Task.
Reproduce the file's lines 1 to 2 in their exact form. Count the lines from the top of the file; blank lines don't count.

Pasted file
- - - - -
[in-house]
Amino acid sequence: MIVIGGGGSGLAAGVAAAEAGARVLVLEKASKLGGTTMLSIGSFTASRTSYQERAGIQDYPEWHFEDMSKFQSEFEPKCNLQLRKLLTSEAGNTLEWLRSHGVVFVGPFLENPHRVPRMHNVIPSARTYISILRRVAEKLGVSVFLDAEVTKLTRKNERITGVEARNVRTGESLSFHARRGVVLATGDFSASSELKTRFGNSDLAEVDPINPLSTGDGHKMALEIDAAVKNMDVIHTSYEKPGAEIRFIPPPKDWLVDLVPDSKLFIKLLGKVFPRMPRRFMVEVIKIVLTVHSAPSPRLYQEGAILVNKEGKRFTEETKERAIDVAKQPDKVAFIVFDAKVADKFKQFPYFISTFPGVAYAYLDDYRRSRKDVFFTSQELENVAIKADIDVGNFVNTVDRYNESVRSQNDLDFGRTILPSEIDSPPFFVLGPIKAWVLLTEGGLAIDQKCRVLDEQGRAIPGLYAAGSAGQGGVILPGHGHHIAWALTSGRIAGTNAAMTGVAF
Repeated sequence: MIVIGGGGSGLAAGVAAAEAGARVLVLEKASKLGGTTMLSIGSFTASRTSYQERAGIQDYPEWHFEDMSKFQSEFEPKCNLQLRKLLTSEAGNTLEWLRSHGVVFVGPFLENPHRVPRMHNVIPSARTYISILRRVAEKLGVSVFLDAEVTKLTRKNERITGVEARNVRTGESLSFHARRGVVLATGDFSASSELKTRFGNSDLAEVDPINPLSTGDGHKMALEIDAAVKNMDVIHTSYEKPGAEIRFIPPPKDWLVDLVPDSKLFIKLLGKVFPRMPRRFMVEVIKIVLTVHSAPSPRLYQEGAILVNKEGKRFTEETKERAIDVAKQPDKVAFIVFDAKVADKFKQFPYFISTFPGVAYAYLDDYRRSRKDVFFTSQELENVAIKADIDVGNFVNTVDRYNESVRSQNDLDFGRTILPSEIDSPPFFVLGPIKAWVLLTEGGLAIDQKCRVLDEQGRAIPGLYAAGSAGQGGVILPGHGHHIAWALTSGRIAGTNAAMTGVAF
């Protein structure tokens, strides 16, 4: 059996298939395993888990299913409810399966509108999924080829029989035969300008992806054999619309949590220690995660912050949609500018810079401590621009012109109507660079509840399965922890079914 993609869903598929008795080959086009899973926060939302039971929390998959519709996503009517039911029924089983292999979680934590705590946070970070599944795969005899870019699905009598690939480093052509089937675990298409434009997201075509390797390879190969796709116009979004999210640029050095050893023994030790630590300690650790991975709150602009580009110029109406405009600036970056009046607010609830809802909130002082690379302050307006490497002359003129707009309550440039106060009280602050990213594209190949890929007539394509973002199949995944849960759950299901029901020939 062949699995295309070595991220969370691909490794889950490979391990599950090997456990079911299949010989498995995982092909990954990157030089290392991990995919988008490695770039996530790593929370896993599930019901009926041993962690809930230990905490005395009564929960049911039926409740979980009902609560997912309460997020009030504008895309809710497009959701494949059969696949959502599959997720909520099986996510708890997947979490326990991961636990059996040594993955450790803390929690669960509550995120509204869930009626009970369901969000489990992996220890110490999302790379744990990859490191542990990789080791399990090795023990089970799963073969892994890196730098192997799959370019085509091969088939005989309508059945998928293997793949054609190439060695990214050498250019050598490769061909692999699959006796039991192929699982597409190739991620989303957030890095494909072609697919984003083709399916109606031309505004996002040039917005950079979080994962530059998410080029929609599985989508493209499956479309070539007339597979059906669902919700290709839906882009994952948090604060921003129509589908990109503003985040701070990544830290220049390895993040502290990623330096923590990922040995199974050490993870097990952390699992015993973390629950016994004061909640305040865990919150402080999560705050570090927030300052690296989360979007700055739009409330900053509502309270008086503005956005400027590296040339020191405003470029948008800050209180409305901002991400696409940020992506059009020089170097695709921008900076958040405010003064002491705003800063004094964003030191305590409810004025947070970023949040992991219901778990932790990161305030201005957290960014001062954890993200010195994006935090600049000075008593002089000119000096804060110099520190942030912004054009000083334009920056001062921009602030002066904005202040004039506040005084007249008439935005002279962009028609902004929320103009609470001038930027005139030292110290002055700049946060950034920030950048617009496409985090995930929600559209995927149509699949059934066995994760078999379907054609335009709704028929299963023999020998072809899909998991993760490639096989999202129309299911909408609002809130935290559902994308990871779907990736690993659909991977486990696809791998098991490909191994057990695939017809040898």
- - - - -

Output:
[in-house]
Amino acid sequence: MIVIGGGGSGLAAGVAAAEAGARVLVLEKASKLGGTTMLSIGSFTASRTSYQERAGIQDYPEWHFEDMSKFQSEFEPKCNLQLRKLLTSEAGNTLEWLRSHGVVFVGPFLENPHRVPRMHNVIPSARTYISILRRVAEKLGVSVFLDAEVTKLTRKNERITGVEARNVRTGESLSFHARRGVVLATGDFSASSELKTRFGNSDLAEVDPINPLSTGDGHKMALEIDAAVKNMDVIHTSYEKPGAEIRFIPPPKDWLVDLVPDSKLFIKLLGKVFPRMPRRFMVEVIKIVLTVHSAPSPRLYQEGAILVNKEGKRFTEETKERAIDVAKQPDKVAFIVFDAKVADKFKQFPYFISTFPGVAYAYLDDYRRSRKDVFFTSQELENVAIKADIDVGNFVNTVDRYNESVRSQNDLDFGRTILPSEIDSPPFFVLGPIKAWVLLTEGGLAIDQKCRVLDEQGRAIPGLYAAGSAGQGGVILPGHGHHIAWALTSGRIAGTNAAMTGVAF